So, first things first: I want to work on finishing the projects that I have already started in the last five years. My first priority will be to get those completed and launched. Moreover, my plans for a West Campus here is progressing very well. The Ministry for Human Resource Development and the Central Government have approved the campus project which is to be constructed in Roshanpura. Delhi University has a 20-acre plot of land for university purpose and by the end of my next term, the West Campus will be ready and operational. Further, I'll be focusing on the issue of traffic congestion. I've been planning for new road maps, new flyovers, and new underpasses. So, I'm working to de-congest my constituency as far as traffic goes. And lastly, I want to find ways to considerably curb air pollution in my area.
What have been your crowning achievements in the last five years as an MP?
There are a lot of things I could say I'm proud of. The India International Convention and Exhibition Centre in Dwarka, which is a nearly Rs 26,000 crore project coming from the Central government and has already finished 30 percent. The first phase of the project is set for completion by December 2019. In addition, I have worked to get three stadiums built in my area: one at Dwarka Sector 17, which is a DDA-led project; one at Kakrola led by the MCD; and one at Madipur, again led by MCD. Further, we have opened 12 new community centres worth a total of around Rs 80 crore across our constituency through DDA. In addition, six more of these are in the works. When I was elected in 2014, there was President rule here. So, in the Delhi budget we presented to Parliament, our government had set aside money for a 1700-bed hospital in Dwarka, which is set to start operation by end of this year. And there was a long-time demand from the people of Najafgarh for a hospital there for which I got Rs 100 crore sanctioned from the Central Government. The 100-bed hospital will have everything from general medicine to major operations and ICU facilities with 10 percent of the work done and OPD facilities starting by February 2020. Moreover, I've used Rs 26 crore of the MPLAD funds available to me for building around 650 open gyms in parks and starting several medical van services.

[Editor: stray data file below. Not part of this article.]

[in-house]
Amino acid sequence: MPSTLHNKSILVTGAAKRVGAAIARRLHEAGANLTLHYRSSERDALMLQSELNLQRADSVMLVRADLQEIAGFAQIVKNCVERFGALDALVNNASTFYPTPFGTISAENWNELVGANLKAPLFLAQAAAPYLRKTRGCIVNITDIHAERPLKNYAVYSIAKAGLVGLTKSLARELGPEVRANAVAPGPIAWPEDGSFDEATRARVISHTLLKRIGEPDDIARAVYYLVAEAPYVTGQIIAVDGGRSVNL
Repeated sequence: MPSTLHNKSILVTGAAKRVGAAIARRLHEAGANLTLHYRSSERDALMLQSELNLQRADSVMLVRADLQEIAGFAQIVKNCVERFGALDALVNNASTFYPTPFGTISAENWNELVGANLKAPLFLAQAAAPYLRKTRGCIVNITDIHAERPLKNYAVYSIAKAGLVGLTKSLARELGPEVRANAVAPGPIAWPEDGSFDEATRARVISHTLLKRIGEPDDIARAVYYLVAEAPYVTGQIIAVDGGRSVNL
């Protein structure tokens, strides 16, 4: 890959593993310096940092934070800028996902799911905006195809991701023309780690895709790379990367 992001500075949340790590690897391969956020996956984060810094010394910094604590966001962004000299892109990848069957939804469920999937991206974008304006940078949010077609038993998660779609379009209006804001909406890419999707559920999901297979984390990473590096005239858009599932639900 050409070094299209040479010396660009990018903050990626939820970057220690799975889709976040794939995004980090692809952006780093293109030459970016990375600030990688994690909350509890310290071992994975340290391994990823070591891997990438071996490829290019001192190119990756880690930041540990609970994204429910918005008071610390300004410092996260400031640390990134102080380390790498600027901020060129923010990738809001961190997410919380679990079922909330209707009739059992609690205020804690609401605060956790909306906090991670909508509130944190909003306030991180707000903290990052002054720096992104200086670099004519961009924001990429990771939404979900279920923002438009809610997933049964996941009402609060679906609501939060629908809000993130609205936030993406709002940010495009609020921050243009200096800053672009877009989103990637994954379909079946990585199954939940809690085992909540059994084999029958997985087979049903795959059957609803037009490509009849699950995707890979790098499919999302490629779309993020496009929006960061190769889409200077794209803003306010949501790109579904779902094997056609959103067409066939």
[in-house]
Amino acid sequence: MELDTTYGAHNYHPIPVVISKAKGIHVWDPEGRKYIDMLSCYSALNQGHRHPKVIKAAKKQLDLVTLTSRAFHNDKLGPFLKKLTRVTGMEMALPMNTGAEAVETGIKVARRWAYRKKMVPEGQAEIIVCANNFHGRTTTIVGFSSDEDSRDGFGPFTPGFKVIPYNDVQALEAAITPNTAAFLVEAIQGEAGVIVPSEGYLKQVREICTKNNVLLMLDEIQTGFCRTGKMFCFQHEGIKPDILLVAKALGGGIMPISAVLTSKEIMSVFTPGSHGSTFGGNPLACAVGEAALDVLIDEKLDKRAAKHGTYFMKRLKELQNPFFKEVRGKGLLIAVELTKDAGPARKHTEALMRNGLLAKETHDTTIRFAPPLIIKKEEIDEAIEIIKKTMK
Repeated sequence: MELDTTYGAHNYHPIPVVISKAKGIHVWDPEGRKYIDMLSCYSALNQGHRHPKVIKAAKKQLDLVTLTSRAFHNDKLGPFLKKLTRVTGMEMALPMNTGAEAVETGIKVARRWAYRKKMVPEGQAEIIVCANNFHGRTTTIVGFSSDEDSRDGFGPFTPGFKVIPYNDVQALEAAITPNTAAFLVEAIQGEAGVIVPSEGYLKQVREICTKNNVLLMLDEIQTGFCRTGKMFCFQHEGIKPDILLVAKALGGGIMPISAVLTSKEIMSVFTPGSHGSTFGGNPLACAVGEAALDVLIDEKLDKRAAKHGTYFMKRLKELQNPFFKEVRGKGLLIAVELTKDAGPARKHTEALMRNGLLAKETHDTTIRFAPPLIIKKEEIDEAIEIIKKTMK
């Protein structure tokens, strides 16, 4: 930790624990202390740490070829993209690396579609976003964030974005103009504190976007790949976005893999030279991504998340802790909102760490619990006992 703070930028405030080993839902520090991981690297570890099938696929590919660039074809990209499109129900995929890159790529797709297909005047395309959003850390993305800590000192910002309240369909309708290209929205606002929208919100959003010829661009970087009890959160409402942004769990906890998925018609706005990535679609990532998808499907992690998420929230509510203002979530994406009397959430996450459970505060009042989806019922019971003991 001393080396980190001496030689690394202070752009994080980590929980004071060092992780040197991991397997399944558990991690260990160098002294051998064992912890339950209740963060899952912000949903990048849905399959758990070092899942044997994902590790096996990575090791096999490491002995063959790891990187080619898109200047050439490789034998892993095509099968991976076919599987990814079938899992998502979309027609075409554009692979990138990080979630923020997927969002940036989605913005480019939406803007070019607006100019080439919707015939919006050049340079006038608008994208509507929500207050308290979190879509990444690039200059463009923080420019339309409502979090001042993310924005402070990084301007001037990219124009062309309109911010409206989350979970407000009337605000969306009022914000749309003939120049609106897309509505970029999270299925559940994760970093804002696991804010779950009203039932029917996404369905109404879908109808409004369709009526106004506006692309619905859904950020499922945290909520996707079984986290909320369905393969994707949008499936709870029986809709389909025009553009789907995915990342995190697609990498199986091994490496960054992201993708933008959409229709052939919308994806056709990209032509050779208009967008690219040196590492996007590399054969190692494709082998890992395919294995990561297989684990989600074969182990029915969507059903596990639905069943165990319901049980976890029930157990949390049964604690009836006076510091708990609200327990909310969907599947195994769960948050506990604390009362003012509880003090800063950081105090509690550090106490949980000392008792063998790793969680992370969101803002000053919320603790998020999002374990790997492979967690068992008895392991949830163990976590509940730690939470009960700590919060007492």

What have you done for women's safety in your constituency?
Firstly, we identified all the dark spots in our constituency and lit them up. We put up lights there and we have almost covered all of the dark spots in West Delhi. Second, there were police stations taking care of very large jurisdictions in the West. So we got three new police stations opened here (one in 2017 and two in 2018) to ease the load and cover the area more efficiently. Other than this, we have made sure that police patrolling, barricading, and checkpoints are increased as well.
Finally, what is your appeal to voters? Why should they vote for you?
I have a simple appeal. I am honest; I have never let anyone tarnish my image; never been involved in any kind of corruption. I am 100 per cent devoted to my work and I don't do anything other than this. Moreover, I have managed to achieve whatever I promised to do in 2014. Despite the fact that I had no support from the Delhi government, I still fulfilled whatever I could. I have worked with the Central government and the Municipalities to push for whatever work I could achieve in the last five years and that work is there, out in the open for everyone to see.